If you are considering becoming pregnant or presently are, your physical and mental health should be as optimal as possible. Taking good care of your own health will benefit your unborn baby as well.
Preconception health is the state in which a women’s body is in both physically and mentally before pregnancy. Knowing your family’s health history and that of your partner is important, along with taking a detailed look at your diet and lifestyle, current medications, and any past pregnancies.
The first eight weeks of fetal growth and development is directly affected by the health of the mother and is vital to major fetal organ and brain development. Often times, a woman may not even be aware that she is pregnant in those first few weeks post-conception. That’s why it’s important for women in the childbearing years to take enough folic acid, iron, and maintain a well balanced diet with essential vitamins and nutrients.
Health issues and disease processes such as diabetes, high blood pressure, obesity, depression and thyroid abnormalities should be treated before planning a family. Discuss how these health issues can affect you and a future pregnancy with your physician.
Medicines, including over the counter, herbal and prescription drugs can be harmful to a fetus. It is imperative that you tell your doctor about all of the medications you’re taking in order to best manage those medications that are necessary and can be taken safely even while pregnant.
Some environmental substances are detrimental to the health and well being of both mother and unborn baby. Be aware of toxic substances in your home, office, or workplace and discuss with your employer any risk of chemical exposure and how it can be avoided. Pesticides, solvents, radiation, lead and mercury all have the potential to cause harm.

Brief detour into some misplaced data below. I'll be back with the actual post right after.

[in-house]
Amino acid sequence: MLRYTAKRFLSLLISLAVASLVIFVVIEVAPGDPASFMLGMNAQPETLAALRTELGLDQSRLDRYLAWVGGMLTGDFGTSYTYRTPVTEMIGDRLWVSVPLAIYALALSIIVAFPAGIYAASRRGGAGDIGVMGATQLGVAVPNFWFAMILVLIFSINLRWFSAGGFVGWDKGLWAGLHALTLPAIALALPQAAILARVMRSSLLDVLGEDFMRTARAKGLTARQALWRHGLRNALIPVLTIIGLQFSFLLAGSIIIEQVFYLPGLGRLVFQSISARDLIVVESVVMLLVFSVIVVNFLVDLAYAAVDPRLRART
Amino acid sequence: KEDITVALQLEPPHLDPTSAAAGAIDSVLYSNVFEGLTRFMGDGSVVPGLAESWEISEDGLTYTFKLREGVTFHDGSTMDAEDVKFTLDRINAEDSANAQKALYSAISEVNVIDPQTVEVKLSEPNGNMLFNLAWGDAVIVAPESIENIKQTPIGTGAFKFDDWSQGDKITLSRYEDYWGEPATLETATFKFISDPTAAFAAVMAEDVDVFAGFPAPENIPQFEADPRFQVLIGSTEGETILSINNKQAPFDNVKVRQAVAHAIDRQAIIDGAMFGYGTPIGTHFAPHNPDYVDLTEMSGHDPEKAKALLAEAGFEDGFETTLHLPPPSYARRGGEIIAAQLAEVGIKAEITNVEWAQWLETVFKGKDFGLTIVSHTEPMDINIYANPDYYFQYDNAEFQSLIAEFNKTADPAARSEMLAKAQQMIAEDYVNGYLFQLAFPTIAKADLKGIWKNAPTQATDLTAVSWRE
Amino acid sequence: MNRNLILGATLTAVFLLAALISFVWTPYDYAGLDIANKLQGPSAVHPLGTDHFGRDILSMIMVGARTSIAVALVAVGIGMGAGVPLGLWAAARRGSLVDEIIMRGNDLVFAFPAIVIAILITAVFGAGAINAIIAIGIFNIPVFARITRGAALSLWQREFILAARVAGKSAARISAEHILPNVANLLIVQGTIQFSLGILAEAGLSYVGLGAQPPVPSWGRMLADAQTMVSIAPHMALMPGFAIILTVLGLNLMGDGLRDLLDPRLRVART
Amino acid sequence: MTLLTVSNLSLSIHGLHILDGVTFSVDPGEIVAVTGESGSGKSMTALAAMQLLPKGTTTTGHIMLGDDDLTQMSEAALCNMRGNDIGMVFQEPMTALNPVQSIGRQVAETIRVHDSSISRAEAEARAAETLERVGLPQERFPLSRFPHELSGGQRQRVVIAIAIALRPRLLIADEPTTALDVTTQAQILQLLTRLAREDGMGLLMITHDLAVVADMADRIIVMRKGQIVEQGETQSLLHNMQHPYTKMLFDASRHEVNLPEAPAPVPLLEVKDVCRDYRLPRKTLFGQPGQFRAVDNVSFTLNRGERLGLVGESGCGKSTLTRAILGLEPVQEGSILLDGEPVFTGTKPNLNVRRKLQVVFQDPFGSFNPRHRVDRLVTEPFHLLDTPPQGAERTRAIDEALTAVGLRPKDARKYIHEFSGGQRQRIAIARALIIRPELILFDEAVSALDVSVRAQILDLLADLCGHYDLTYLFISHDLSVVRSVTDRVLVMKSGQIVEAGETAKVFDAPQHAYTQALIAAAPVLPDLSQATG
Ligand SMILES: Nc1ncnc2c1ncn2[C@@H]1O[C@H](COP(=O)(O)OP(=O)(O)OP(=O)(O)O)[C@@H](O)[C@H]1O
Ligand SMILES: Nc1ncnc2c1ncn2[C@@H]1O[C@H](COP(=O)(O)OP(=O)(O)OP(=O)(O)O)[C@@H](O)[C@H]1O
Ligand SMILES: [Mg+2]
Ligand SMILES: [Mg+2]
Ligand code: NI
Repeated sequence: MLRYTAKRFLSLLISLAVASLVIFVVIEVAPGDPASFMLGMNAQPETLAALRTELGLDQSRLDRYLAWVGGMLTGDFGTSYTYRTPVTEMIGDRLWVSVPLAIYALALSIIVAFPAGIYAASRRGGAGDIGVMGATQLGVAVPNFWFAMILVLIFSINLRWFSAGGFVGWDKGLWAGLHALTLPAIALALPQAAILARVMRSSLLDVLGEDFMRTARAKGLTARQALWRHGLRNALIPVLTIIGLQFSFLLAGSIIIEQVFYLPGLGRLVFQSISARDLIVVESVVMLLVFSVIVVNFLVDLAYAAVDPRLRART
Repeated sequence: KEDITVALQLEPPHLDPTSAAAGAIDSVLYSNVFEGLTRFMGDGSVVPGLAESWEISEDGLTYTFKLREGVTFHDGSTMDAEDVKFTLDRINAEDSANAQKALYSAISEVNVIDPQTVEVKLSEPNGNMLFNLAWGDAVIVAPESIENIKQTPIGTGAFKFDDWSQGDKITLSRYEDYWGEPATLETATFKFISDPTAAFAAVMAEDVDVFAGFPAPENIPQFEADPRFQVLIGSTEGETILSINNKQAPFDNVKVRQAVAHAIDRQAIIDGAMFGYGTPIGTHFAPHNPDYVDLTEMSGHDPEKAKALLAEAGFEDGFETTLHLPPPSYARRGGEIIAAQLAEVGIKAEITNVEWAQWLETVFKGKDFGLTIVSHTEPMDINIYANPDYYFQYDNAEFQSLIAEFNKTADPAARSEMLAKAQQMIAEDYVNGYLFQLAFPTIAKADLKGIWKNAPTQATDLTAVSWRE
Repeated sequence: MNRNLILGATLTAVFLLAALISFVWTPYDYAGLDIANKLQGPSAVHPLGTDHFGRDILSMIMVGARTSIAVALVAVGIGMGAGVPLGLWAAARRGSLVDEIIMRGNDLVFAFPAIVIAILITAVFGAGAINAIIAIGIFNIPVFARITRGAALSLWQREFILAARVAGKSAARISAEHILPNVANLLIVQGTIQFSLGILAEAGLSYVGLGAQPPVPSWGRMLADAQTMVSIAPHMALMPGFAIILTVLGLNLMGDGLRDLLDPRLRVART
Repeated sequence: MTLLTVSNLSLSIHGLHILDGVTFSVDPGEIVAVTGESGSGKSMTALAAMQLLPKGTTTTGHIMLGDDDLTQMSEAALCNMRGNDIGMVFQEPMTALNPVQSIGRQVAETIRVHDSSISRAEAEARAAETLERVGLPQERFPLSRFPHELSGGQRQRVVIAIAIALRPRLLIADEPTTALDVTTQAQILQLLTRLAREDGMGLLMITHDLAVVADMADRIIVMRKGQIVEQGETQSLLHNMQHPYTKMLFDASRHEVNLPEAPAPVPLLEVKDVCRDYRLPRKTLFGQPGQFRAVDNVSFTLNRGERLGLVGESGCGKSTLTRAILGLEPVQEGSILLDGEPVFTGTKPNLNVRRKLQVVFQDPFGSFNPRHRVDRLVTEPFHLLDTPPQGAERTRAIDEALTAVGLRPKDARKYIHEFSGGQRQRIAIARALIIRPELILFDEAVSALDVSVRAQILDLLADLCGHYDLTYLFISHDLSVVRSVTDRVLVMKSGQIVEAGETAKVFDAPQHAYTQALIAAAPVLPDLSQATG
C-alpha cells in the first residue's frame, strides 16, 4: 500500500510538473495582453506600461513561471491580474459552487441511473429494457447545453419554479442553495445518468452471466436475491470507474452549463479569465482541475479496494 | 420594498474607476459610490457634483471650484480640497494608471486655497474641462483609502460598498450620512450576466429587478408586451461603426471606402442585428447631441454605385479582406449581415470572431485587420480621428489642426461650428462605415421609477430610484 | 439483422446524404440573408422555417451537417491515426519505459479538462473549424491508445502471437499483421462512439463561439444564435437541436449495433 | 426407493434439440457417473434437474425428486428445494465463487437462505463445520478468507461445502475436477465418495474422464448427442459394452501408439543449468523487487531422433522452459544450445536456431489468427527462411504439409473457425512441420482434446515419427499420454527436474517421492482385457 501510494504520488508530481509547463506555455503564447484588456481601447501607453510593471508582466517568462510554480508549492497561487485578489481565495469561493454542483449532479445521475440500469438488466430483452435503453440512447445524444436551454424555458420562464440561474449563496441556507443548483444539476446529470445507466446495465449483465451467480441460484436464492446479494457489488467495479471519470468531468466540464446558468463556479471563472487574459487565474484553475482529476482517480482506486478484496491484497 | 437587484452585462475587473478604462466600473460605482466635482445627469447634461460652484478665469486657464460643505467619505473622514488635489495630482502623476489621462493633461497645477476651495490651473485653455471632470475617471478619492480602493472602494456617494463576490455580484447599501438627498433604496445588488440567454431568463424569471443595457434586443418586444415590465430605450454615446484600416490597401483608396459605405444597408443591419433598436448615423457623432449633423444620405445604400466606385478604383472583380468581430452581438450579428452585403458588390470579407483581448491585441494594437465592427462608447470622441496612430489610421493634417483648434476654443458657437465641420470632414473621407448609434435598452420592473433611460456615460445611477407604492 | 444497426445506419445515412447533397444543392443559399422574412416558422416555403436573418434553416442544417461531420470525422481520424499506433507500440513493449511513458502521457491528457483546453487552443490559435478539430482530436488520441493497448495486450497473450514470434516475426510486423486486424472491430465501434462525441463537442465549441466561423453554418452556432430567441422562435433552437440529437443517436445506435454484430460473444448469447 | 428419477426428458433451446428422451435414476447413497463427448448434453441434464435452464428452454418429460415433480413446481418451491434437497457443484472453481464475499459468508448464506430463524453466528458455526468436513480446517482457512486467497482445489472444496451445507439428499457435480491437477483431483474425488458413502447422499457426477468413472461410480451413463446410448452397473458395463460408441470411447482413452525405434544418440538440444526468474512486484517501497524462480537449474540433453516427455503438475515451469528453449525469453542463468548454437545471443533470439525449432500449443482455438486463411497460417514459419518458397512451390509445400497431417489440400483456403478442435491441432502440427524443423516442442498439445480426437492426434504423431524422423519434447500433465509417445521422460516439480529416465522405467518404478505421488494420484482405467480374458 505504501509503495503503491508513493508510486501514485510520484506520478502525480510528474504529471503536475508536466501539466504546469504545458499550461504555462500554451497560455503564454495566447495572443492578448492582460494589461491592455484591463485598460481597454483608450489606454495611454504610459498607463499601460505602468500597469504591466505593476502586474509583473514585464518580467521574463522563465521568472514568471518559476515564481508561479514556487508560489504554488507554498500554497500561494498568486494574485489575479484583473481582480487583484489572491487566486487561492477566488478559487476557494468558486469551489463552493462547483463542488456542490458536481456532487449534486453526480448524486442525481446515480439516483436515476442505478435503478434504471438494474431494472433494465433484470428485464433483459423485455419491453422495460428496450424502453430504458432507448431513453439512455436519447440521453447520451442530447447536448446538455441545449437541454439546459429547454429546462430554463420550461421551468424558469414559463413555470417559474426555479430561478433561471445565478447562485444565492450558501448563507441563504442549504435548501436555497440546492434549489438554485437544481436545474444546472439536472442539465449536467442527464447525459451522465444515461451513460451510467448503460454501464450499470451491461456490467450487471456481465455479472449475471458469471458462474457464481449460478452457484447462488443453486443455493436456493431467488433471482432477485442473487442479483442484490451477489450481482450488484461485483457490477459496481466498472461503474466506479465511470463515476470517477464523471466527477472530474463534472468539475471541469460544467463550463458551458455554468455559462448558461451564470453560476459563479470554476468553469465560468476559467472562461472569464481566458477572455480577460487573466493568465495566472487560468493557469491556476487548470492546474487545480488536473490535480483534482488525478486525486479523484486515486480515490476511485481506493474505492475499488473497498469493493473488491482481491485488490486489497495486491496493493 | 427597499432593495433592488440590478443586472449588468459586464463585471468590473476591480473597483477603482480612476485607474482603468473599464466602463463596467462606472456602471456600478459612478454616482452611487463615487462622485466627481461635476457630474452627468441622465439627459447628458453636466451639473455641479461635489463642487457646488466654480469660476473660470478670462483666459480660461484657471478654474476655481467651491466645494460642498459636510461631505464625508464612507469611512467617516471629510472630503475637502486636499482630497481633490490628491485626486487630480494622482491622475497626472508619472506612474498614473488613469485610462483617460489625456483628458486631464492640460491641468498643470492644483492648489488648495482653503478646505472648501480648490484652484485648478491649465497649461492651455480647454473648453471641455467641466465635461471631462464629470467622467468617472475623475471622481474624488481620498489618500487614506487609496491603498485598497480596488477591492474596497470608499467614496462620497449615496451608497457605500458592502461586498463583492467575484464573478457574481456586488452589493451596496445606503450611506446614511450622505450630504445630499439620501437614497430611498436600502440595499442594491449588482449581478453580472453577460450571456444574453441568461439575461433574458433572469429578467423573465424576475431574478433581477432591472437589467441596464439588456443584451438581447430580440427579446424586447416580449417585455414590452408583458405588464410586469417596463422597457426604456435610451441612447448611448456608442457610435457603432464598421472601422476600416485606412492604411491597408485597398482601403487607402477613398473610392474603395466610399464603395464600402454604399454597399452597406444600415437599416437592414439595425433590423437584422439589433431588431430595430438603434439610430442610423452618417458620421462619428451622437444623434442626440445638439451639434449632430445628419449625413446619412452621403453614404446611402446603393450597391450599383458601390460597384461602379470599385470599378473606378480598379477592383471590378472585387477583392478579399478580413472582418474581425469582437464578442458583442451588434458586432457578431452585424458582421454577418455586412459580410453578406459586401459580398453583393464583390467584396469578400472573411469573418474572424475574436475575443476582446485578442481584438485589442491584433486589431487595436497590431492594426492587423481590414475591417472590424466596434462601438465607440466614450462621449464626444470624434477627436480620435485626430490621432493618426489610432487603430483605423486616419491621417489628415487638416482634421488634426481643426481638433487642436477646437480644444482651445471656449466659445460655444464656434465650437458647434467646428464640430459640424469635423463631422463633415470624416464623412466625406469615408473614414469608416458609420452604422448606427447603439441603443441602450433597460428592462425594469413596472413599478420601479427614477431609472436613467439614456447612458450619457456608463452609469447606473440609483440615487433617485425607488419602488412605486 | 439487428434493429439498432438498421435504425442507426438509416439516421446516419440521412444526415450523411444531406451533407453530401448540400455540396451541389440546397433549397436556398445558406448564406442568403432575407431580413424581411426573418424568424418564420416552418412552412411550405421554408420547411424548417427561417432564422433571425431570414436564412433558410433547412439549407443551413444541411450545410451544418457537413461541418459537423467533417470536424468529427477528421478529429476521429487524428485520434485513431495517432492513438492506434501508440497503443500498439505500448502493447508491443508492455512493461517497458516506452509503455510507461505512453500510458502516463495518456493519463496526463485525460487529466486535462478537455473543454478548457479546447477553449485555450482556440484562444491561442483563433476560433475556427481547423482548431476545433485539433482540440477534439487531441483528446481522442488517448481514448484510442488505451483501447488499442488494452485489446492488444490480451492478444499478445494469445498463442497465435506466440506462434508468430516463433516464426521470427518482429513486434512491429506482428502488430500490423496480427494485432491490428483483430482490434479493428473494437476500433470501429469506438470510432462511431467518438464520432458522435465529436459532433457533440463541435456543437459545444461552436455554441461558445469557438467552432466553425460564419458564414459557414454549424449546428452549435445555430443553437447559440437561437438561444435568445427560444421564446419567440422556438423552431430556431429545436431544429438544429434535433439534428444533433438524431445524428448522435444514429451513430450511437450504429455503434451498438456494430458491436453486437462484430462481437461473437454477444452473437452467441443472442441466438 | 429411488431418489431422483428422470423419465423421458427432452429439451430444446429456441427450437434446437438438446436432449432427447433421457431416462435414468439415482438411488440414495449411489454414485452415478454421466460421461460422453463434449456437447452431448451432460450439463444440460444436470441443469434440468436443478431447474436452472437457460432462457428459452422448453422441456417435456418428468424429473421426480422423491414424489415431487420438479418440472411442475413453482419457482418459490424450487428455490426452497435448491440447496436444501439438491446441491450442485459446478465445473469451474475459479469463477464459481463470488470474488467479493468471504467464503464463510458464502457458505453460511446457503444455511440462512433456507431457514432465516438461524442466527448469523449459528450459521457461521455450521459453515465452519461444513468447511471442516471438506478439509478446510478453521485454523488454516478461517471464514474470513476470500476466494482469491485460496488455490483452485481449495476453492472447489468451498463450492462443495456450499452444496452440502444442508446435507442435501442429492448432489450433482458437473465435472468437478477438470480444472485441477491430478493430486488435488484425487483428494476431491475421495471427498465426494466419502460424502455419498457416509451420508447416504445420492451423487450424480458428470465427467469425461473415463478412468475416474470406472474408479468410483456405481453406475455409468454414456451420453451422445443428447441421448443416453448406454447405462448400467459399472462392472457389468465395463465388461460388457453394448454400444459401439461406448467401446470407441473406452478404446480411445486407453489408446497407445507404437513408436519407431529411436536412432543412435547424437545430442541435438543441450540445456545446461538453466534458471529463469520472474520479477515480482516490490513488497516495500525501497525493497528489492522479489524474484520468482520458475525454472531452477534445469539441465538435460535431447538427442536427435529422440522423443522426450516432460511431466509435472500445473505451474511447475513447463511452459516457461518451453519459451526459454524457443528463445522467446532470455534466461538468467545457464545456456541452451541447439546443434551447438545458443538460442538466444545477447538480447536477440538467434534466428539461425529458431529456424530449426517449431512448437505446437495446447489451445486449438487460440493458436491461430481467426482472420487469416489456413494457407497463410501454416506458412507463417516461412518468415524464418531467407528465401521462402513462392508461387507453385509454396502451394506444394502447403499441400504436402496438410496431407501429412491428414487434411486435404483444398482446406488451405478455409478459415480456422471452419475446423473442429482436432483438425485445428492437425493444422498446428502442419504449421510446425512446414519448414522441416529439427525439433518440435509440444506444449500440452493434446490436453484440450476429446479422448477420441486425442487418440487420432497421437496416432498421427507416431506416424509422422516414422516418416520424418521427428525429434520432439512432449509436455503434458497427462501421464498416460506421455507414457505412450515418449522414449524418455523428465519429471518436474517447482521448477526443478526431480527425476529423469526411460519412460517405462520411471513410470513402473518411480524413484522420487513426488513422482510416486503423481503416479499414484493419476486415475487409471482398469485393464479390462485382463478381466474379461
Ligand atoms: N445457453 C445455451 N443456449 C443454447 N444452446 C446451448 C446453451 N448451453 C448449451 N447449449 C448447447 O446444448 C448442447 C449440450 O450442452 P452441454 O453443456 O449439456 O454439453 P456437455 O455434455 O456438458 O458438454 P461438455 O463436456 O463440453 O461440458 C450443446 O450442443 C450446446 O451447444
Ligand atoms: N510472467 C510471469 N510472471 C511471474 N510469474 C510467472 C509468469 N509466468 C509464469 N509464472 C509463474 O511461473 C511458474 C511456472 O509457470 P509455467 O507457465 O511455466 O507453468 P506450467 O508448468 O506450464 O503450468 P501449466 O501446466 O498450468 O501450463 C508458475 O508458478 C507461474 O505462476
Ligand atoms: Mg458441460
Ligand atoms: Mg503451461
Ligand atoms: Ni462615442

Infections can also cause health problems for mother and fetus, especially if they go untreated. Some sexually transmitted diseases can cause birth defects and serious illness to the unborn baby. Be sure to see your healthcare provider right away if you notice any signs or symptoms of infection and take all medication as directed.
Good dental health is essential. Be sure have your teeth cleaned every six months and, while you’re at it, an assessment of your teeth and gums as well. Periodontal disease and/or chronic inflammation is directly related to preterm labor and premature low birth weight infants. Oral bacteria can travel to the uterus and can cause uterine contractions and cervical dilation.
For more information about family planning and preconception care, check out the following resources:
Centers for Disease Control and Prevention: